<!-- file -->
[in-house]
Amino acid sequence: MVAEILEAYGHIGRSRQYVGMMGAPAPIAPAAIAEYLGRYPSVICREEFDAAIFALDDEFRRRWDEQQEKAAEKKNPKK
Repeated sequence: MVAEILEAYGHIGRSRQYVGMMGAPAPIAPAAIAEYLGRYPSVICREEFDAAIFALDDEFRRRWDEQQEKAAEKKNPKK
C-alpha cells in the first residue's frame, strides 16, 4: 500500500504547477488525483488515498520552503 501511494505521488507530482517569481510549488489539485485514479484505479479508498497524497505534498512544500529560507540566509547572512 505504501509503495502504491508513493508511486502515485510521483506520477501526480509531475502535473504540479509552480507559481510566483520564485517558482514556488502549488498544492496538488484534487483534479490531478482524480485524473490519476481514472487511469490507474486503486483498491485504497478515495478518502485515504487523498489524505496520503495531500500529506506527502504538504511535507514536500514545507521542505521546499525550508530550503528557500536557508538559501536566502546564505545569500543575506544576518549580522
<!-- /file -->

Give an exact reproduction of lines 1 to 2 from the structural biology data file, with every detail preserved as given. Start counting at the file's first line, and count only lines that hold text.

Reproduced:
[in-house]
Amino acid sequence: MVAEILEAYGHIGRSRQYVGMMGAPAPIAPAAIAEYLGRYPSVICREEFDAAIFALDDEFRRRWDEQQEKAAEKKNPKK